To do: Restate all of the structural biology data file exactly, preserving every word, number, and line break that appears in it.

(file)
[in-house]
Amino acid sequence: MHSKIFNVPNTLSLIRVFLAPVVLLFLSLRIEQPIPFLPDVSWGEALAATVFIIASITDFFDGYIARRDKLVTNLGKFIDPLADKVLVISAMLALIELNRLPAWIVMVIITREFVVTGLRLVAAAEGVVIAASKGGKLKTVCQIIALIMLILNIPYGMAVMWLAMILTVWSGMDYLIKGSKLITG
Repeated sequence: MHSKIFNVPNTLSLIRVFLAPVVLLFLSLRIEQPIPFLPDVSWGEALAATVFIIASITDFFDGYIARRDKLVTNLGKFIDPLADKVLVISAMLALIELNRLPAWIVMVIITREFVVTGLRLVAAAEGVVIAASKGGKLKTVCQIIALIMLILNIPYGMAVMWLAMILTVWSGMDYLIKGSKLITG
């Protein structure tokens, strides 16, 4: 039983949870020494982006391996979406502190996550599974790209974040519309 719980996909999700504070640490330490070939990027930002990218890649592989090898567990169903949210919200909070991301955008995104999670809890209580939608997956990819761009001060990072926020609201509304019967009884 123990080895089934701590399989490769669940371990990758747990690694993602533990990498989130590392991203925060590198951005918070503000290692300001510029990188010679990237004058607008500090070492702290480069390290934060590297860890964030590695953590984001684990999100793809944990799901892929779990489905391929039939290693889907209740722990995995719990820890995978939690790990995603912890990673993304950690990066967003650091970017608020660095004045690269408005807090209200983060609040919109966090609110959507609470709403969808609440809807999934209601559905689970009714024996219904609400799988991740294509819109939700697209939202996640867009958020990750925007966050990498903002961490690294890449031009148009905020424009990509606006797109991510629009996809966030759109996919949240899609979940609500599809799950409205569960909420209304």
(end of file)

[in-house]
Amino acid sequence: MHSKIFNVPNTLSLIRVFLAPVVLLFLSLRIEQPIPFLPDVSWGEALAATVFIIASITDFFDGYIARRDKLVTNLGKFIDPLADKVLVISAMLALIELNRLPAWIVMVIITREFVVTGLRLVAAAEGVVIAASKGGKLKTVCQIIALIMLILNIPYGMAVMWLAMILTVWSGMDYLIKGSKLITG
Repeated sequence: MHSKIFNVPNTLSLIRVFLAPVVLLFLSLRIEQPIPFLPDVSWGEALAATVFIIASITDFFDGYIARRDKLVTNLGKFIDPLADKVLVISAMLALIELNRLPAWIVMVIITREFVVTGLRLVAAAEGVVIAASKGGKLKTVCQIIALIMLILNIPYGMAVMWLAMILTVWSGMDYLIKGSKLITG
């Protein structure tokens, strides 16, 4: 039983949870020494982006391996979406502190996550599974790209974040519309 719980996909999700504070640490330490070939990027930002990218890649592989090898567990169903949210919200909070991301955008995104999670809890209580939608997956990819761009001060990072926020609201509304019967009884 123990080895089934701590399989490769669940371990990758747990690694993602533990990498989130590392991203925060590198951005918070503000290692300001510029990188010679990237004058607008500090070492702290480069390290934060590297860890964030590695953590984001684990999100793809944990799901892929779990489905391929039939290693889907209740722990995995719990820890995978939690790990995603912890990673993304950690990066967003650091970017608020660095004045690269408005807090209200983060609040919109966090609110959507609470709403969808609440809807999934209601559905689970009714024996219904609400799988991740294509819109939700697209939202996640867009958020990750925007966050990498903002961490690294890449031009148009905020424009990509606006797109991510629009996809966030759109996919949240899609979940609500599809799950409205569960909420209304």